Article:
• حکایت امرء القیس کی پادشاه عرب بود و به صورت عظیم به جمال بود یوسف وقت خود بود و زنان عرب چون زلیخا مرده‌ی او و او شاعر طبع قفا نبک من ذکری حبیب و منزل چون همه زنان او را به جان می‌جستند ای عجب غزل او و ناله‌ی او بهر چه بود مگر دانست کی این‌ها همه تمثال صورتی‌اند کی بر تخته‌های خاک نقش کرده‌اند عاقبت این امرء القیس را حالی پیدا شد کی نیم‌شب از ملک و فرزند گریخت و خود را در دلقی پنهان کرد و از آن اقلیم به اقلیم دیگر رفت در طلب آن کس کی از اقلیم منزه است یختص برحمته من یشاء الی آخره 
  • Imra’u ’l-Qays was weary of his empire: Love carried him away from the country of the Arabs,
  • امرء القیس از ممالک خشک‌لب  ** هم کشیدش عشق از خطه‌ی عرب 
  • So that he came and worked as a brick-maker at Tabúk. The king was told that a royal personage,
  • تا بیامد خشت می‌زد در تبوک  ** با ملک گفتند شاهی از ملوک 
  • Imra’u ’l-Qays (by name), having fallen a prey to Love, had come thither and was making bricks by (his own) labour.
  • امرء القیس آمدست این‌جا به کد  ** در شکار عشق و خشتی می‌زند 
  • The king rose up and went to him at night and said to him, “O king of beauteous countenance,
  • آن ملک برخاست شب شد پیش او  ** گفته او را ای ملیک خوب‌رو 
  • Thou art the Joseph of the age. Two empires have become entirely subject to thee—(one), of the territories (under thy sway), and (the other), of Beauty. 3990
  • یوسف وقتی دو ملکت شد کمال  ** مر ترا رام از بلاد و از جمال 
  • Men are enslaved by thy sword, while women are the chattels of thy cloudless moon.
  • گشته مردان بندگان از تیغ تو  ** وان زنان ملک مه بی‌میغ تو 
  • (If) thou wilt dwell with me, ’twill be my fortune: by union with thee my soul will be made (equal to) a hundred (enraptured) souls.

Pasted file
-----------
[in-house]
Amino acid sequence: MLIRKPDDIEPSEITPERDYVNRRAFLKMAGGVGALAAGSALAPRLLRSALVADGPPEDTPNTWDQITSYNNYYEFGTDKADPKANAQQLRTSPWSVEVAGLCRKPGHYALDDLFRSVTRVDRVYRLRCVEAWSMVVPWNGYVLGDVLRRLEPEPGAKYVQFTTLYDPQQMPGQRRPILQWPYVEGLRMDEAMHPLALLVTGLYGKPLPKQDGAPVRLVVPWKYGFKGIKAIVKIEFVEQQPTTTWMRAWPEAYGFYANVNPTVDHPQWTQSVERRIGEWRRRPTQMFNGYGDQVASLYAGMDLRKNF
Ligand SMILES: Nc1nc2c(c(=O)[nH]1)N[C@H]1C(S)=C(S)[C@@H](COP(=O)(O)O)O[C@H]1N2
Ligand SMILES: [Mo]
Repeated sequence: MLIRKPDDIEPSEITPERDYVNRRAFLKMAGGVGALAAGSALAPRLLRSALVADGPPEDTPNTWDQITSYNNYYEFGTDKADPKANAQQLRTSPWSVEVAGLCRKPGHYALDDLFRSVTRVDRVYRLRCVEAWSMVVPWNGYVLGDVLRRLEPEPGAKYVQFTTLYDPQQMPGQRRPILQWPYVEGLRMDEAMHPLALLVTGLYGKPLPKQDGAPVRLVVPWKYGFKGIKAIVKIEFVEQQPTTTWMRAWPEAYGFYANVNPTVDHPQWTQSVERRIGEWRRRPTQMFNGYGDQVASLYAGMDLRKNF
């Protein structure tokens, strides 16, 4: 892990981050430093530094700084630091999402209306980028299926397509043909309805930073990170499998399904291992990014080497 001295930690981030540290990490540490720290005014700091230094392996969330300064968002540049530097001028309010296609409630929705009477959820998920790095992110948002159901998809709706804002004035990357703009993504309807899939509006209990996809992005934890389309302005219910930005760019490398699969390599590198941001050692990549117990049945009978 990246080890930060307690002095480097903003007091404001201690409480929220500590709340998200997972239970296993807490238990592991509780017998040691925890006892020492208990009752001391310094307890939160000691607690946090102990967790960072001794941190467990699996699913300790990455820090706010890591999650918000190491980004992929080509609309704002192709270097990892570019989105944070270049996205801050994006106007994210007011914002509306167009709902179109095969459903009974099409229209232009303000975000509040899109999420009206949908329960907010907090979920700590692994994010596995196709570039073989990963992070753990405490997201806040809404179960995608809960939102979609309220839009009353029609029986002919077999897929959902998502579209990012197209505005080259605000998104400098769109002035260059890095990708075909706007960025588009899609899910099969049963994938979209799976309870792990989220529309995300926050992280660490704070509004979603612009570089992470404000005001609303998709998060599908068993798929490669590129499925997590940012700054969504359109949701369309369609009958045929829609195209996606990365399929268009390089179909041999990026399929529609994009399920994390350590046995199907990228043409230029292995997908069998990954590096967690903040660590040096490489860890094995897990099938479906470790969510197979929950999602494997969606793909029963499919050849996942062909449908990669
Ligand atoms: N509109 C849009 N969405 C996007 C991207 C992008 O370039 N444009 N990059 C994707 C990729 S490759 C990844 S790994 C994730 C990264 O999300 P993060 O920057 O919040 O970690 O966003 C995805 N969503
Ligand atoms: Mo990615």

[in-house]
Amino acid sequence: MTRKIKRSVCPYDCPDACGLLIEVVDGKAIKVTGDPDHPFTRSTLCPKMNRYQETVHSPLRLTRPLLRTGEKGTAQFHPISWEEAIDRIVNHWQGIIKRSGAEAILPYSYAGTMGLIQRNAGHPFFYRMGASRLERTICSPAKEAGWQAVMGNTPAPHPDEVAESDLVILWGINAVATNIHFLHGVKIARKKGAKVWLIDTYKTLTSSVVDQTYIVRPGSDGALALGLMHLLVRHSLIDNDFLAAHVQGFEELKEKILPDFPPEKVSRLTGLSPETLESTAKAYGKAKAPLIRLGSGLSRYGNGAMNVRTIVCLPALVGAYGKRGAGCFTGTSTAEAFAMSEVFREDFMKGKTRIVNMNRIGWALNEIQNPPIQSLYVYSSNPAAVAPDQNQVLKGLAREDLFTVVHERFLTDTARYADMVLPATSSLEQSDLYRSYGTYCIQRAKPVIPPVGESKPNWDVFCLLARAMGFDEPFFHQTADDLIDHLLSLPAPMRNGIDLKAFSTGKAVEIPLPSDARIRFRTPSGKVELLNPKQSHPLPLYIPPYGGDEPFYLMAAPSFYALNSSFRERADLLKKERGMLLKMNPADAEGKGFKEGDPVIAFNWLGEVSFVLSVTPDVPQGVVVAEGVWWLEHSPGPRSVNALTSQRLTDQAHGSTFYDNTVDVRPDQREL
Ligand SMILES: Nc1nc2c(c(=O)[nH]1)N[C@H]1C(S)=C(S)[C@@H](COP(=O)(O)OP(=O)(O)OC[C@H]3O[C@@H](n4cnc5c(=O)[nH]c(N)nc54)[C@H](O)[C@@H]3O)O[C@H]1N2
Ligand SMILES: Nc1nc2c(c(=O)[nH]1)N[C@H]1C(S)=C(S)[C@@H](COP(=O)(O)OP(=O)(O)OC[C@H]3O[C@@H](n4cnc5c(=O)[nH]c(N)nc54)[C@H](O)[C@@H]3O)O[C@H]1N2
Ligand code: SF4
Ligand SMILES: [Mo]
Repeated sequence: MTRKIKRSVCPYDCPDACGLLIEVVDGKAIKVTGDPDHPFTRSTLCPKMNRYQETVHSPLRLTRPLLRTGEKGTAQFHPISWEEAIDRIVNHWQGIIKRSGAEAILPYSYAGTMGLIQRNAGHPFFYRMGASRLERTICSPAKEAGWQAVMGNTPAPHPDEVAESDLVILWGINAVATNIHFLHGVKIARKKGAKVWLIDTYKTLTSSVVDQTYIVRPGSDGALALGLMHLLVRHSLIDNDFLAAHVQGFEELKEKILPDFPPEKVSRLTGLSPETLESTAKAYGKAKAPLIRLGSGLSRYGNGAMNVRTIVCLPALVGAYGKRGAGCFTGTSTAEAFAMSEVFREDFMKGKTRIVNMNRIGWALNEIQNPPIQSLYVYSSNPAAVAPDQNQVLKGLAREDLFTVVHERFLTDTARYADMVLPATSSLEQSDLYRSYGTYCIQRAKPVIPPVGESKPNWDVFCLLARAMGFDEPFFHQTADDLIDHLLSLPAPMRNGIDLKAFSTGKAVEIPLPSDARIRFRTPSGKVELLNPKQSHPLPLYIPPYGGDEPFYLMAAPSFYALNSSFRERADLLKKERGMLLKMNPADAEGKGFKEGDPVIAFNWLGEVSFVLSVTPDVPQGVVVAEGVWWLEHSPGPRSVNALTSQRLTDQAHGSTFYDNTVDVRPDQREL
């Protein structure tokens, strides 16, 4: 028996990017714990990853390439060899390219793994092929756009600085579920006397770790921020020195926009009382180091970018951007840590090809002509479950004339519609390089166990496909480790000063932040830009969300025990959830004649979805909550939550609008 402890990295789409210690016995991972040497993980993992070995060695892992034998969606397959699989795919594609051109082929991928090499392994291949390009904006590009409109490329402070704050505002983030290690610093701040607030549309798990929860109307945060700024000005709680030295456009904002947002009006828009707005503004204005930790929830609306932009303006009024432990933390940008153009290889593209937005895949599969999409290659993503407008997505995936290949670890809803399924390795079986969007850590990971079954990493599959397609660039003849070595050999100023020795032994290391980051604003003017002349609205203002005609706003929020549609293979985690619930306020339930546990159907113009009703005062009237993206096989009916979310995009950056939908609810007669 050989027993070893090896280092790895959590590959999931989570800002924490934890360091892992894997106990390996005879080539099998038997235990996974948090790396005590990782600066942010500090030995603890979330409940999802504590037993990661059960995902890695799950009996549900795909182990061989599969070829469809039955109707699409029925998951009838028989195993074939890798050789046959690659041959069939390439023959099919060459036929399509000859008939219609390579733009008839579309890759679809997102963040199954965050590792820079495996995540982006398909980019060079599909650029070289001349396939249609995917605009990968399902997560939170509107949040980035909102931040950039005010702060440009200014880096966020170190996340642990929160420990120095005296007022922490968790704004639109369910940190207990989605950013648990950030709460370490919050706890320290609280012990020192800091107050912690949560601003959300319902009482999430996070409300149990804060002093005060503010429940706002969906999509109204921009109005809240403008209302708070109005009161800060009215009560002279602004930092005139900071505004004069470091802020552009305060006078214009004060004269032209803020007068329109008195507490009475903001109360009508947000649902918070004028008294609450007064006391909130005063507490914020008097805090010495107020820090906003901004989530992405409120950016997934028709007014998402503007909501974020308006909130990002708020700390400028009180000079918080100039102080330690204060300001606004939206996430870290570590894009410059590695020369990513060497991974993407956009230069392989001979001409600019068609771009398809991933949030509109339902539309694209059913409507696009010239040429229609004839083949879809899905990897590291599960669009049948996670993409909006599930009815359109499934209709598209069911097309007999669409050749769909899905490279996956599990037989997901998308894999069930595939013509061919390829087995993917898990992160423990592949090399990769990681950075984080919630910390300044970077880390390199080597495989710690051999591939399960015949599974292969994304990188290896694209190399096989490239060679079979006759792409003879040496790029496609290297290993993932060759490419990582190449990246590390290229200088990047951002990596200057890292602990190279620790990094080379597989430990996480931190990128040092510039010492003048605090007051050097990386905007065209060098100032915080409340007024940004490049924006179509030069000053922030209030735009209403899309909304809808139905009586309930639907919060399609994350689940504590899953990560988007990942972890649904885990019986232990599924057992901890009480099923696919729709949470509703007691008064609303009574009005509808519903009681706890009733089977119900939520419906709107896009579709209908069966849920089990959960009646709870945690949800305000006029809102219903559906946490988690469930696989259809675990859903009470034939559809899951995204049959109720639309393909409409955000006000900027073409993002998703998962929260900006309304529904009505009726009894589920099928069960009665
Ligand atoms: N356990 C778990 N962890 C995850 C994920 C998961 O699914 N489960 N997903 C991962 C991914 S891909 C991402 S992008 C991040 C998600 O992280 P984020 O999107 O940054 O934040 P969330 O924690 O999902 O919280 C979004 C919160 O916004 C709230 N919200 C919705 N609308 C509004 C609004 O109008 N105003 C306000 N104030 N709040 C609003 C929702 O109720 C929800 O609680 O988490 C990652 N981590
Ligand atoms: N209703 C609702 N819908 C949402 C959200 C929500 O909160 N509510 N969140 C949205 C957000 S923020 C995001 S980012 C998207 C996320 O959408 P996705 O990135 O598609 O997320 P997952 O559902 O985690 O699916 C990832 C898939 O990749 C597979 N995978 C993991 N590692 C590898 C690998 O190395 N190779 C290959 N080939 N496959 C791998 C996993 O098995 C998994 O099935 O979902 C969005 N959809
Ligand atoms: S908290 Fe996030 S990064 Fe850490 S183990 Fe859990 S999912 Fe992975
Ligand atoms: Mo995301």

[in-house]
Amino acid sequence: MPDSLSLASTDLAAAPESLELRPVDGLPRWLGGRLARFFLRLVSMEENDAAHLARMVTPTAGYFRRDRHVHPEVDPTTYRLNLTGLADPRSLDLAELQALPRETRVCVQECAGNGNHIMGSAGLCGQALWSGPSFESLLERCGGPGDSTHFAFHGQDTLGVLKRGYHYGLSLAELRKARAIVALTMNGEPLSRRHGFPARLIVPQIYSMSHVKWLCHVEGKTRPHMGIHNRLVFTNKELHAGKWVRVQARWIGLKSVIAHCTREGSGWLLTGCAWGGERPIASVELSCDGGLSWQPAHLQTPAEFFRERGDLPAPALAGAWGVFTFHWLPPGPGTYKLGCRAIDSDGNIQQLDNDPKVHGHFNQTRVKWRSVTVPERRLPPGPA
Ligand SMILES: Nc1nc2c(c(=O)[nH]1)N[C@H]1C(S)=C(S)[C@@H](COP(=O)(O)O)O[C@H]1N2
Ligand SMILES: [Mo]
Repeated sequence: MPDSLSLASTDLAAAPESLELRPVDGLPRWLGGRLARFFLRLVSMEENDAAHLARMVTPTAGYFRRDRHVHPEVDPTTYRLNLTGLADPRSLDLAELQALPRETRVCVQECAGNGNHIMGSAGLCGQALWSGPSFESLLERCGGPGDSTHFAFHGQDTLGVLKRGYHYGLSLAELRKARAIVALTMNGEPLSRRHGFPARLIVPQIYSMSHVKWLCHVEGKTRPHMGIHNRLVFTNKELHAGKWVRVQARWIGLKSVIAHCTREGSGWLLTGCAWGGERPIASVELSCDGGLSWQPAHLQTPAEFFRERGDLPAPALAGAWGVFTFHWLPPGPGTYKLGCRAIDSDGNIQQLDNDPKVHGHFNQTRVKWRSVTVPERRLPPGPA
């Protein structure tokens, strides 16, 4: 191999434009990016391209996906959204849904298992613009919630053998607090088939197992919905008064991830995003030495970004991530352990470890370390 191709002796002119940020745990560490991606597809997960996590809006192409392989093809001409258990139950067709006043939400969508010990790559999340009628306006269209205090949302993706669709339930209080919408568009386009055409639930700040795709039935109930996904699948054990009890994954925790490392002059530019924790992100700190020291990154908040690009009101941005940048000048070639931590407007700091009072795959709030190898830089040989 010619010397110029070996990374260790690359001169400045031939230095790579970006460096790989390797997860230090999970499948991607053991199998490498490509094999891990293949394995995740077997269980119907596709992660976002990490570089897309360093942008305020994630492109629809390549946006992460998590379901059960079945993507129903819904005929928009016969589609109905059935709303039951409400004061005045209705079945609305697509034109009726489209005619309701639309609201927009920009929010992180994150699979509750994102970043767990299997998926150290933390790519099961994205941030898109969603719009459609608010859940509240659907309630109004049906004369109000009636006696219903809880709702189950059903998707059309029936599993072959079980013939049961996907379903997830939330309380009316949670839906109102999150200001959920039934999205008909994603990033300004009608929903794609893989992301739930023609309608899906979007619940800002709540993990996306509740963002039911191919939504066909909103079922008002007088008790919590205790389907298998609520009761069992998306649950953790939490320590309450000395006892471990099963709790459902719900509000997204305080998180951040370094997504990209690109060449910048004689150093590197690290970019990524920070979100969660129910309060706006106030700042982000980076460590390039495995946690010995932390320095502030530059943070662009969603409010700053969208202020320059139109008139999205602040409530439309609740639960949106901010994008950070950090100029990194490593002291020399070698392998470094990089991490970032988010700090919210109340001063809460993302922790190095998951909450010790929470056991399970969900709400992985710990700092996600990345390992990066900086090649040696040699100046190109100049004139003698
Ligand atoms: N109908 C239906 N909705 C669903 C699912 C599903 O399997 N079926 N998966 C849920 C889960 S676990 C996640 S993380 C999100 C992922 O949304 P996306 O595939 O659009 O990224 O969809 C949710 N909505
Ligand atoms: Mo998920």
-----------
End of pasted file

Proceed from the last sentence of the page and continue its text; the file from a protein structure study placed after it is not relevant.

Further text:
• پیش ما باشی تو بخت ما بود  ** جان ما از وصل تو صد جان شود 
  • Both I (myself) and my kingdom are thine to hold as thine own, O thou who in high aspiration hast abandoned kingdoms!”
  • هم من و هم ملک من مملوک تو  ** ای به همت ملک‌ها متروک تو 
  • He reasoned with him for a long time, and he (Imra’u ’l-Qays) kept silence, (till) suddenly he unveiled the mystery.
  • فلسفه گفتش بسی و او خموش  ** ناگهان وا کرد از سر روی‌پوش 
  • Think what (secrets) of love and passion he (must have) whispered into his ear! Immediately he made him a crazy wanderer like himself. 3995
  • تا چه گفتش او به گوش از عشق و درد  ** هم‌چو خود در حال سرگردانش کرد 
  • He (the king of Tabúk) took his hand and accompanied him: he too renounced his throne and (royal) belt.
  • دست او بگرفت و با او یار شد  ** او هم از تخت و کمر بیزار شد 
  • These two kings went to distant lands: not once (only) has Love committed this crime.
  • تا بلاد دور رفتند این دو شه  ** عشق یک کرت نکردست این گنه 
  • It (Love) is honey for the grown-up and milk for children: for every boat it is (like) the last bale (which causes the boat to founder).
  • بر بزرگان شهد و بر طفلانست شیر  ** او بهر کشتی بود من الاخیر 
  • Besides these two, many kings, (kings) beyond number, hath Love torn from their kingdoms and families.
  • غیر این دو بس ملوک بی‌شمار  ** عشقشان از ملک بربود و تبار 
  • The souls of these three princes also were roaming around China in every direction, like birds picking up grain. 4000
  • جان این سه شه‌بچه هم گرد چین  ** هم‌چو مرغان گشته هر سو دانه‌چین 
  • They durst not open their lips to utter the thoughts hidden (in their hearts), because it was a perilous and grave secret.
  • زهره نی تا لب گشایند از ضمیر  ** زانک رازی با خطر بود و خطیر